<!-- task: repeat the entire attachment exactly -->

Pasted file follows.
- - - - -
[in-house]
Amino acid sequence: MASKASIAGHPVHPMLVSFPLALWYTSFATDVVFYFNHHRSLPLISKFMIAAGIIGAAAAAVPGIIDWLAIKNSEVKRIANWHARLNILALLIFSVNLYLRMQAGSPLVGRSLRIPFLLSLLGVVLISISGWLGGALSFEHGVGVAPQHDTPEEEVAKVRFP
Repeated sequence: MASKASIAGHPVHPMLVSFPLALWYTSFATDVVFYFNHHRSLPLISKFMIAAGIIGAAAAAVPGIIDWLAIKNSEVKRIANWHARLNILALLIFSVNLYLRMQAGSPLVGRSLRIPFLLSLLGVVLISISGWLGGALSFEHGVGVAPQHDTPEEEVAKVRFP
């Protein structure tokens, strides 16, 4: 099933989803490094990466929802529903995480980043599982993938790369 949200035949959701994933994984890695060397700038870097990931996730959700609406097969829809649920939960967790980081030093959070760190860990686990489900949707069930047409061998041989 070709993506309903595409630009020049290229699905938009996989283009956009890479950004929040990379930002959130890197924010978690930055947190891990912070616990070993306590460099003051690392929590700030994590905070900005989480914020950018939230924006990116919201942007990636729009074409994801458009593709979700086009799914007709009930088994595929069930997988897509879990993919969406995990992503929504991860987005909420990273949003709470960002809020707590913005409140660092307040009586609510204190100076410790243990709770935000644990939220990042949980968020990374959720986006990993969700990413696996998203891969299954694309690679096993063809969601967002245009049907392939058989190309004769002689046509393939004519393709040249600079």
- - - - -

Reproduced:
[in-house]
Amino acid sequence: MASKASIAGHPVHPMLVSFPLALWYTSFATDVVFYFNHHRSLPLISKFMIAAGIIGAAAAAVPGIIDWLAIKNSEVKRIANWHARLNILALLIFSVNLYLRMQAGSPLVGRSLRIPFLLSLLGVVLISISGWLGGALSFEHGVGVAPQHDTPEEEVAKVRFP
Repeated sequence: MASKASIAGHPVHPMLVSFPLALWYTSFATDVVFYFNHHRSLPLISKFMIAAGIIGAAAAAVPGIIDWLAIKNSEVKRIANWHARLNILALLIFSVNLYLRMQAGSPLVGRSLRIPFLLSLLGVVLISISGWLGGALSFEHGVGVAPQHDTPEEEVAKVRFP
């Protein structure tokens, strides 16, 4: 099933989803490094990466929802529903995480980043599982993938790369 949200035949959701994933994984890695060397700038870097990931996730959700609406097969829809649920939960967790980081030093959070760190860990686990489900949707069930047409061998041989 070709993506309903595409630009020049290229699905938009996989283009956009890479950004929040990379930002959130890197924010978690930055947190891990912070616990070993306590460099003051690392929590700030994590905070900005989480914020950018939230924006990116919201942007990636729009074409994801458009593709979700086009799914007709009930088994595929069930997988897509879990993919969406995990992503929504991860987005909420990273949003709470960002809020707590913005409140660092307040009586609510204190100076410790243990709770935000644990939220990042949980968020990374959720986006990993969700990413696996998203891969299954694309690679096993063809969601967002245009049907392939058989190309004769002689046509393939004519393709040249600079």